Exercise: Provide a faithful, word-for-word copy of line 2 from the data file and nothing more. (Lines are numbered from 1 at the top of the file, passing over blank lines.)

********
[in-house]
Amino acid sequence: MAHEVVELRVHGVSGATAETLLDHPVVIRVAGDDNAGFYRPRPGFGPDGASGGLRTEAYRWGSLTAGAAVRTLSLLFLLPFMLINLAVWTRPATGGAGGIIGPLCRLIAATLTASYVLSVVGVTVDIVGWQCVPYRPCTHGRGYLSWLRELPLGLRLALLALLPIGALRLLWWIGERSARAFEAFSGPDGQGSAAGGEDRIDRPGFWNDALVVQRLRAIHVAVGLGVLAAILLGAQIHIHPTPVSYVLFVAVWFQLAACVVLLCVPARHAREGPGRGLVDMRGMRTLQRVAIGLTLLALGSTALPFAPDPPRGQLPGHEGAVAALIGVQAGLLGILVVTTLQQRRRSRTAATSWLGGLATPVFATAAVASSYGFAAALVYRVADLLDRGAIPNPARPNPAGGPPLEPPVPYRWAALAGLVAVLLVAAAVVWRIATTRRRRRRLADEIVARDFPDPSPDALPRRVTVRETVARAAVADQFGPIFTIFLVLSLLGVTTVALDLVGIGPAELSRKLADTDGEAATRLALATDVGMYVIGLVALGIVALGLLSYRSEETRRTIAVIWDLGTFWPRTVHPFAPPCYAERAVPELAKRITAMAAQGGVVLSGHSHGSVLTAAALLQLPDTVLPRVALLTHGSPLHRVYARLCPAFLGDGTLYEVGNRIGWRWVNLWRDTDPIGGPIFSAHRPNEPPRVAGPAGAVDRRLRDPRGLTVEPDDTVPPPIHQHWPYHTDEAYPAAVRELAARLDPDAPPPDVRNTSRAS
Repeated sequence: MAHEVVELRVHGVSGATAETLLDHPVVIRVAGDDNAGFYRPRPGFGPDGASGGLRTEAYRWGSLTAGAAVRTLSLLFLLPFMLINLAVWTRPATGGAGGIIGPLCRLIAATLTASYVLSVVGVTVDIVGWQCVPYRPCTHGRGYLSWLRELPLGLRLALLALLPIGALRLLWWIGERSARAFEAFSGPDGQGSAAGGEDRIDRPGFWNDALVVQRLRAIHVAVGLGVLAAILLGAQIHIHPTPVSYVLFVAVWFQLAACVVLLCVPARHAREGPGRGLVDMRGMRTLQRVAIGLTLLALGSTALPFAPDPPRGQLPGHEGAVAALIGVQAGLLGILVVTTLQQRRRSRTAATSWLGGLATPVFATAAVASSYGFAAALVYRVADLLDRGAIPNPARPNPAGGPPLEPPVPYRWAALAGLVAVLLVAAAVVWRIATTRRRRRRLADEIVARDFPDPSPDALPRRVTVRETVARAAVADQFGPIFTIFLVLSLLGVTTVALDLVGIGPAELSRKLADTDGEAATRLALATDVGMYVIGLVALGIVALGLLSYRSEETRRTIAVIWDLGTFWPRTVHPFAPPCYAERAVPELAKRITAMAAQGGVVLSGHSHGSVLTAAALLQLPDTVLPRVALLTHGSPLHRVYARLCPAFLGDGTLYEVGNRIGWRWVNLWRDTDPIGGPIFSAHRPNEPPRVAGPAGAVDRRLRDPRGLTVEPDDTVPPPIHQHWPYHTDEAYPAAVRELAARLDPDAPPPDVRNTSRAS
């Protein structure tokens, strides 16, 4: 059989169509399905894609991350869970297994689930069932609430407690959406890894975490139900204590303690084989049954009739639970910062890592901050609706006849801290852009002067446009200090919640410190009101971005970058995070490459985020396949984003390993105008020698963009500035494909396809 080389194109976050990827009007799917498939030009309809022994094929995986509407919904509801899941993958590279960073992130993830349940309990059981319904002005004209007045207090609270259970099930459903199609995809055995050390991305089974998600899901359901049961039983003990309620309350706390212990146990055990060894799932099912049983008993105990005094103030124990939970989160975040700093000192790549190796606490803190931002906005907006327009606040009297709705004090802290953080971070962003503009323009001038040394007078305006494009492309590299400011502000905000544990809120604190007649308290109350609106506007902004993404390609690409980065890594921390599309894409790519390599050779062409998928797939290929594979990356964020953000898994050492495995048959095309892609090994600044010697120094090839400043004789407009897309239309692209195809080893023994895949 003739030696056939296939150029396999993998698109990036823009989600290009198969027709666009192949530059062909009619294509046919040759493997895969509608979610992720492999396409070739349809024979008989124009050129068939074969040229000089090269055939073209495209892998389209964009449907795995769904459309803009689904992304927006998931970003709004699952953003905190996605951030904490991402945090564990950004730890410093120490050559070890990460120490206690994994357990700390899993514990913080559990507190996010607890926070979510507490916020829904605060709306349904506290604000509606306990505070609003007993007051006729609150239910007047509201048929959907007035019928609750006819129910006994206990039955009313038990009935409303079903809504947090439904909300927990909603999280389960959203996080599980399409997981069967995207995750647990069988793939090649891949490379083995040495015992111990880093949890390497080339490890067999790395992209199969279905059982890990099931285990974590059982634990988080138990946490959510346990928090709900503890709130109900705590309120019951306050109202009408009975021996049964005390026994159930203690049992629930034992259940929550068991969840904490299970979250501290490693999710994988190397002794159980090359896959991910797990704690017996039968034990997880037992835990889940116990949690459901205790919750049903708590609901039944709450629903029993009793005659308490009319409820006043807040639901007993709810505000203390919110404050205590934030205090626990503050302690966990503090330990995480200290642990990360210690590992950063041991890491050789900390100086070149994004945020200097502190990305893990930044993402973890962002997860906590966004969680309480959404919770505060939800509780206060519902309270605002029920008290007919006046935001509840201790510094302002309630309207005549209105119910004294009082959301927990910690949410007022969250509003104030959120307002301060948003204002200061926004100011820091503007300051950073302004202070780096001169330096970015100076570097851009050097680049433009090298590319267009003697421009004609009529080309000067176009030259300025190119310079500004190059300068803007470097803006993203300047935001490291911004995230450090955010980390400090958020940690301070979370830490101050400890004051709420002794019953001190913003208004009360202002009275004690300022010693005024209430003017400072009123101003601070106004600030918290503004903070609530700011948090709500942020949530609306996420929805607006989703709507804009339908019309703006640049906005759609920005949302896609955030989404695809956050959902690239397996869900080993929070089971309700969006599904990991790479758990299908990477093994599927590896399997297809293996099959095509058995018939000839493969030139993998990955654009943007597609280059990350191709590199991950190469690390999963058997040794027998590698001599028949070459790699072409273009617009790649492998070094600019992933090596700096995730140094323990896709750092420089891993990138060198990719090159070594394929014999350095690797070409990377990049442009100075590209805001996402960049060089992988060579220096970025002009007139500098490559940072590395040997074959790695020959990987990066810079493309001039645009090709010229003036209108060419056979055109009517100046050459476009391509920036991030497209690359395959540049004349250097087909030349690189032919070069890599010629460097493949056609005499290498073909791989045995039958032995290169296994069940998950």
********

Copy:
Amino acid sequence: MAHEVVELRVHGVSGATAETLLDHPVVIRVAGDDNAGFYRPRPGFGPDGASGGLRTEAYRWGSLTAGAAVRTLSLLFLLPFMLINLAVWTRPATGGAGGIIGPLCRLIAATLTASYVLSVVGVTVDIVGWQCVPYRPCTHGRGYLSWLRELPLGLRLALLALLPIGALRLLWWIGERSARAFEAFSGPDGQGSAAGGEDRIDRPGFWNDALVVQRLRAIHVAVGLGVLAAILLGAQIHIHPTPVSYVLFVAVWFQLAACVVLLCVPARHAREGPGRGLVDMRGMRTLQRVAIGLTLLALGSTALPFAPDPPRGQLPGHEGAVAALIGVQAGLLGILVVTTLQQRRRSRTAATSWLGGLATPVFATAAVASSYGFAAALVYRVADLLDRGAIPNPARPNPAGGPPLEPPVPYRWAALAGLVAVLLVAAAVVWRIATTRRRRRRLADEIVARDFPDPSPDALPRRVTVRETVARAAVADQFGPIFTIFLVLSLLGVTTVALDLVGIGPAELSRKLADTDGEAATRLALATDVGMYVIGLVALGIVALGLLSYRSEETRRTIAVIWDLGTFWPRTVHPFAPPCYAERAVPELAKRITAMAAQGGVVLSGHSHGSVLTAAALLQLPDTVLPRVALLTHGSPLHRVYARLCPAFLGDGTLYEVGNRIGWRWVNLWRDTDPIGGPIFSAHRPNEPPRVAGPAGAVDRRLRDPRGLTVEPDDTVPPPIHQHWPYHTDEAYPAAVRELAARLDPDAPPPDVRNTSRAS